India, being the world's second-largest population and one of the oldest nations in history; always carries a fevered pitch and avid excitement for sports since the Vedic age. If one goes through the pages of the very same epics that the pillars of culture are so proud of holding up in our country, a rich antiquity with intrinsic ties to sport and games emerges.It was a momentous occasion for India when the President of the International Olympic Committee (IOC) recently announced that IOC’s next session in 2023 will be held in India. After 4 decades India will be hosting a session of the IOC. After being confined to cricket & hockey for long, India is now making its presence felt in various other team & individual sports too at the global stage. India’s aspiration for sports in the global arena has today risen to a level where it is now confident of bidding for hosting the Olympics Games in future.Sports not only ensure a healthy lifestyle, but also inculcate the Olympic Values of Excellence, Friendship & Respect. With nearly half of India’s population being under the age of 25 years, it is imperative to get them to participate in sporting activities and develop a healthy lifestyle. As highlighted by Smt. Nita Ambani, IOC member, “India is one of the most crucial and exciting places to nurture and growth the Olympic Movement”.In spite of having the world’s second largest population, India has fared poorly on the global sports arena since Independence. One of the fundamental reasons for this was that for long sports was never taken seriously by parents as well as educational institutions, and their focus was on getting children to excel at their studies and not waste time and energy on sports. But, over the last decade or more a perceptible change has taken place and there is a significant increase in pursuing sporting activities amongst all sections of the country’s people.Under the visionary leadership of our Honourable Prime Minister of India, Shri Narendra Modi the approach at looking to the sports has drastically changed.He has given special importance to development of sports across the country and undertaken various initiatives to promote sporting activities from the grass-root level. Khelo India Scheme, Fit India Movement, Sports Talent Search Portal, Target Olympic Podium Scheme, Empowered Steering Committee on Sports, and Sports & Games for Persons with Disabilities Scheme are various initiatives taken by him which have given a major impetus to sports across the country.In the Asian Games in 2018 held in Indonesia, India recorded its highest every medal tally by winning a total of 70 medals – 16 gold, 24 silver and 30 bronze. Thereafter, at the Tokyo Olympics, India again achieved the distinction of its highest ever tally with 7 medals – 1 gold, 2 silver and 4 bronze. Neeraj Chopra’s gold medal in javelin has come as a big inspiration to the Indian youth. The last time India won a gold medal at the Olympics was way back in 2008 by Abhinav Bindra. Mirabai Chanu, Ravi Kumar Dahiya, PV Sindhu, Lovlina Borgohai and Bajrang Punia were the other individual medal winners along with the Indian men’s hockey team which won a medal at the Olympics after a very long time.The Union Budget, presented recently by Finance Minister Smt. Nirmala Sitharaman has an increase of over Rs 300 crore in sports allocations from previous year. Lately, The Sports Authority of India (SAI) and the Ministry of Youth Affairs and Sports (MYAS) have appointed 398 coaches at various levels in 21 disciplines. The decision was made keeping in mind the Paris Olympics in 2024 and the Los Angeles Olympics in 2028.The Khelo India programme of the Government of India has been introduced to revive the sports culture in India at the grass-root level by building a strong framework for all sports played in our country and establish India as a great sporting nation. Apart from the central and state government initiatives, a lot of support for development of various sports is coming from the private sector too.Built on the very successful IPL model, the Pro Kabbadi League and the Indian Super League (ISL) for football have been two great success stories. Smt. Nita Ambani, Chairperson of Reliance Foundation and the first Indian woman to be elected a member of the International Olympics Committee (IOC), has been focusing on revolutionising school and college sports in India so as to provide a platform to student athletes to build a career in sports. Since inception, Reliance Foundation’s sporting initiatives have reached 2.15 crore youngsters across the country.India has already emerged as major economic and military power in the world and is now well on its way to becoming a force to reckon with in the global sports arena. Through ‘Khelo India’ we will see the emergence of a ‘Fitter India’.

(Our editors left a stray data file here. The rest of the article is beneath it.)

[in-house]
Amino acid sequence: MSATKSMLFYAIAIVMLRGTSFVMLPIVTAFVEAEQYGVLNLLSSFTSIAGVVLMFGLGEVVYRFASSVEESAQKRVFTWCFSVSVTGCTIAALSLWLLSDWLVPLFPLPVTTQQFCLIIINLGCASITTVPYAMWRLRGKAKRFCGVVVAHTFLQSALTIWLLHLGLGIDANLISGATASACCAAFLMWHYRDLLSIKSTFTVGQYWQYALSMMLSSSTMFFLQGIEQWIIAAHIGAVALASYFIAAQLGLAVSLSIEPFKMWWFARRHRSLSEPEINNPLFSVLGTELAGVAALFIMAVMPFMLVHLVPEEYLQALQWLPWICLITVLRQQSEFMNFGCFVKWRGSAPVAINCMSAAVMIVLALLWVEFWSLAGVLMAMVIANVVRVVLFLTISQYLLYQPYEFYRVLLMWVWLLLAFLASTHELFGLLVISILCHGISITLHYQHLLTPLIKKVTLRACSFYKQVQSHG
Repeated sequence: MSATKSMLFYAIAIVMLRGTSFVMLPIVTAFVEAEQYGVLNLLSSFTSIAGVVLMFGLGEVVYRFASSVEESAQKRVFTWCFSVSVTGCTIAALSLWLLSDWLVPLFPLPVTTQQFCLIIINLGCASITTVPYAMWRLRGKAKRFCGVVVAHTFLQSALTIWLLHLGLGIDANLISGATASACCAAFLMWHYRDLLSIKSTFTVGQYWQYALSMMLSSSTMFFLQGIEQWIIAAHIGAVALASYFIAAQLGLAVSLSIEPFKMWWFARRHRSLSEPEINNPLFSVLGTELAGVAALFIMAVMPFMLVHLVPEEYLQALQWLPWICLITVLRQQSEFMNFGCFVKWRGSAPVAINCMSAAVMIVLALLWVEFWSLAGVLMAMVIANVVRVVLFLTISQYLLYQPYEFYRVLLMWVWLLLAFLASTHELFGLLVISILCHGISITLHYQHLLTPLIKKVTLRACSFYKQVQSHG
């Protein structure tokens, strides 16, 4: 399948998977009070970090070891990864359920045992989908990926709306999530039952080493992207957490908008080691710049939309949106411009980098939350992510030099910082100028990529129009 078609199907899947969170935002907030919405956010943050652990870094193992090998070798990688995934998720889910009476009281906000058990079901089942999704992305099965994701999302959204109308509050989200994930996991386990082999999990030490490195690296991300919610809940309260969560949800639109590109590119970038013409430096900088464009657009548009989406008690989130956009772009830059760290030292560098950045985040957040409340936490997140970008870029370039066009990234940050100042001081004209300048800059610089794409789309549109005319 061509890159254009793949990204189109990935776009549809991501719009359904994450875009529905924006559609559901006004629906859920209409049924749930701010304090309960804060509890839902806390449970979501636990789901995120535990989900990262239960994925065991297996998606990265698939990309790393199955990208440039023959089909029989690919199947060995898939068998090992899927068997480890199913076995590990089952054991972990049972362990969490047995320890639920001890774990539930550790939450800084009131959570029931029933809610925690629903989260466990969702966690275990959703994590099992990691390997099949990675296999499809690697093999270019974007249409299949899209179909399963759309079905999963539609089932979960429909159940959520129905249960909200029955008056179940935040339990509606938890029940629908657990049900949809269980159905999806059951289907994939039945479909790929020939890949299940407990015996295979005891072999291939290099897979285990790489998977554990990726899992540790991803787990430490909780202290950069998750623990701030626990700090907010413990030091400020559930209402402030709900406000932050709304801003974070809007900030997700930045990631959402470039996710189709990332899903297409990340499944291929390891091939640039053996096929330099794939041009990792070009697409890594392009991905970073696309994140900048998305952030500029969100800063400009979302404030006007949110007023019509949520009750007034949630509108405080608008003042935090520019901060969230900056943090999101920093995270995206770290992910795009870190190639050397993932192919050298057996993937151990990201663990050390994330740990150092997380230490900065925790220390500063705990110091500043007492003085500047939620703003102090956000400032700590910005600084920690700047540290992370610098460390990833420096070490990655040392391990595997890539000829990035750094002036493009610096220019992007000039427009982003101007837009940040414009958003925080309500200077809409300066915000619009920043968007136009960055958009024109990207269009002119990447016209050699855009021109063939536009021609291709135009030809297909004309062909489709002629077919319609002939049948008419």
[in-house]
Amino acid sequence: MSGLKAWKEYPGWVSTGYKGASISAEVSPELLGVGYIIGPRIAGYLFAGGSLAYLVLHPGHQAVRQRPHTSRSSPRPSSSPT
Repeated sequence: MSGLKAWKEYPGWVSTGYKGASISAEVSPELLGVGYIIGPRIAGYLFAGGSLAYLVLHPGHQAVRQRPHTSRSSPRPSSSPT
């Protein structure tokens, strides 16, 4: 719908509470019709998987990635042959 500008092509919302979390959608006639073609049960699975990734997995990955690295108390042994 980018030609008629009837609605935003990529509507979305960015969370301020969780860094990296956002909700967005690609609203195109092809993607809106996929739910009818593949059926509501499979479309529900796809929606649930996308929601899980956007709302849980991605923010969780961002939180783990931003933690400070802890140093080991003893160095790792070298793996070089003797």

Climate change has emerged as the greatest threat to humanity today and it is expected to wreak further havoc on the planet for future generations. All stakeholders around the globe are looking at ways to curb this menace as it affects the planet’s health and well-being due to extreme weather events like changing rainfall, rising sea levels, extreme heat patterns, famines, water scarcity, distressed agriculture harvest, etc.The 26th UN Climate Change Conference of the Parties (COP26) in Glasgow has set the following goals: